Ballroom dances of Latin origin

Explore the 6 ballroom dances of Latin origin adapted to the “Ballroom” style

Ballroom dances of Latin origin that are part of the ballroom repertoire are varied. Dances such as rumba, mambo, chachacha, samba, tango and paso doble were adapted to this style and became very popular ballroom dances.

Today, these ballroom dances of Latin origin are taught in dance schools and included in ballroom dancing competitions. Like ballroom dances, these Latin dances retain certain qualities in their movements, steps or rhythms. But can also be danced in a more stylized way.

Discover six of the most popular ballroom dances of Latin origin :

1) Rumba

The rumba is one of the most sensual ballroom dances. This rumba should not be confused with the Cuban rumba, whose rhythm is faster. The ballroom rumba is slow. It is almost always danced to the rhythm of the bolero.

The salon rumba is more associated with what in Cuba was called its bolero. In the early 1950s, this dance was brought to London, adapted and adopted as a ballroom dance.

The salon rumba is a dance of flirtation and conquest. The man tries to conquer the woman with his gallant movements and lively steps. The woman expresses her sensuality with her sinuous steps and undulations.

The rumba is one of five Latin dances included in international ballroom dancing competitions.

2) Mambo

The mambo stands out in ballroom dancing as an expressive and passionate dance. It comes from dance with jazz influences, but its roots, both rhythmically and in its language of dance, are African.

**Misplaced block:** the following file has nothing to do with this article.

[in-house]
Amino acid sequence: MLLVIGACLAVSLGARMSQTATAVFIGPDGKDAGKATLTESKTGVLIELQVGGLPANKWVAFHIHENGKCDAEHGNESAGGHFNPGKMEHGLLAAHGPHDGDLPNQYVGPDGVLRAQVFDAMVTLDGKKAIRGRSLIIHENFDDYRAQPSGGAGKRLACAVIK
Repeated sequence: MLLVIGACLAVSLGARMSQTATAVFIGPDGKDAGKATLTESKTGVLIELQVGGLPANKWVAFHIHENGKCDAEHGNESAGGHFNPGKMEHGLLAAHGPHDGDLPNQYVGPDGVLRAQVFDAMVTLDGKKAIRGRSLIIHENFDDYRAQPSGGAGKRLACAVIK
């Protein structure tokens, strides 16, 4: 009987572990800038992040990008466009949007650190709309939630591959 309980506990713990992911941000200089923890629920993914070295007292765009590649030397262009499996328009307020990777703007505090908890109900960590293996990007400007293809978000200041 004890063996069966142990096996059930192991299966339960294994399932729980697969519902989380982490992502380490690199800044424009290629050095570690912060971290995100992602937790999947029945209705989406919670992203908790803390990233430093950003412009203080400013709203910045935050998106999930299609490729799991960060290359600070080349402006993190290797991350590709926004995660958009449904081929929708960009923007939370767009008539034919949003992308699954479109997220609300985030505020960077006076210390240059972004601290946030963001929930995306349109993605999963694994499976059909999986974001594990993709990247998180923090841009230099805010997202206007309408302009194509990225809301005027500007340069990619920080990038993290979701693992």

Mambo as a musical genre was born in the 1930s in Cuba. In the 1940s, the mambo became a popular dance. Initially, the mambo was danced with elaborate acrobatic movements. Over time, their movements were modified and became more accessible as a social dance.

Ballroom mambo, like popular mambo, emphasizes sensual hip and shoulder movements, twists, and facial expressions.

3) Chachacha

The chachacha is a dance with a lot of mischief and rhythmic flavor. She is originally from Cuba. In the fifties, it became popular in the United States and in the Hispanic world.

The chachacha is danced in a slower rhythm than the mambo. It is distinguished by three quick steps executed in two beats of a 4/4 rhythm. In fact, the name chachacha is an onomatopoeic word. It refers to the shoe sound that is created when dancers perform these three steps.

It is one of five Latin dances included in international ballroom dancing competitions.

4) Samba

The samba is a dance with a happy rhythm. The samba was traditionally danced in Brazilian carnivals. This dance came to the United States in the 1920s. Samba, as a ballroom dance, is a bit different from the original Brazilian samba. It is danced in pairs to a rhythm of 2/4 to 4/4.

5) Tangos

The tango is one of the most dramatic ballroom dances. Its origin is Argentine tango, a genre of dance and music with African and Spanish influences.

There are two styles of tango in ballroom dancing, one American and the other international. The American style of tango is influenced by dances from 1920s Hollywood films and popular dances of that era.

The international style of tango developed during the first decades of the 20th century. In this style, Argentine tango puts more emphasis on the gallant position of the torso and the movements of the head.

The two styles of ballroom tango differ from Argentine tango in the way they are performed. In parlor tango, you take a step and hold on for a while before moving on to the next step. In this way, the accents of the music are marked.

6) Paso double

The paso doble is an intense dramatic dance. It is a representation of bullfighting. For this reason, it is believed to have originated in Spain and then developed as a social dance.

The paso doble is danced to bullfighting music. It is danced in an upright position with the chest extended outward. The walks and postures represent the actions of provocation and avoidance so characteristic of the bullfighter.

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